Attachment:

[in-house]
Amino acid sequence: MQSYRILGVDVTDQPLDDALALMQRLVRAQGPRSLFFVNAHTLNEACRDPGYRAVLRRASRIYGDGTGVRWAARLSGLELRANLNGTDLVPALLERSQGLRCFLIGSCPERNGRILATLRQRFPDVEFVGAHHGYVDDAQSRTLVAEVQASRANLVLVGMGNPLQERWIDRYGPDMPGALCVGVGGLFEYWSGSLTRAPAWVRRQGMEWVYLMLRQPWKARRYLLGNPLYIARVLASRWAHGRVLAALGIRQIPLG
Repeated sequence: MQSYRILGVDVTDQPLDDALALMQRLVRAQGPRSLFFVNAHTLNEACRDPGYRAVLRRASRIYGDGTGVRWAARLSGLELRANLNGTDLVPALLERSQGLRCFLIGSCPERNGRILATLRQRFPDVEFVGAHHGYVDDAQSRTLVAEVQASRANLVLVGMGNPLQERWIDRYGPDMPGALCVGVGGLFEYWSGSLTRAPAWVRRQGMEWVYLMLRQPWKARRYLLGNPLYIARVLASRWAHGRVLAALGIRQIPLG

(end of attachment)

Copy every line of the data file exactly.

[in-house]
Amino acid sequence: MQSYRILGVDVTDQPLDDALALMQRLVRAQGPRSLFFVNAHTLNEACRDPGYRAVLRRASRIYGDGTGVRWAARLSGLELRANLNGTDLVPALLERSQGLRCFLIGSCPERNGRILATLRQRFPDVEFVGAHHGYVDDAQSRTLVAEVQASRANLVLVGMGNPLQERWIDRYGPDMPGALCVGVGGLFEYWSGSLTRAPAWVRRQGMEWVYLMLRQPWKARRYLLGNPLYIARVLASRWAHGRVLAALGIRQIPLG
Repeated sequence: MQSYRILGVDVTDQPLDDALALMQRLVRAQGPRSLFFVNAHTLNEACRDPGYRAVLRRASRIYGDGTGVRWAARLSGLELRANLNGTDLVPALLERSQGLRCFLIGSCPERNGRILATLRQRFPDVEFVGAHHGYVDDAQSRTLVAEVQASRANLVLVGMGNPLQERWIDRYGPDMPGALCVGVGGLFEYWSGSLTRAPAWVRRQGMEWVYLMLRQPWKARRYLLGNPLYIARVLASRWAHGRVLAALGIRQIPLG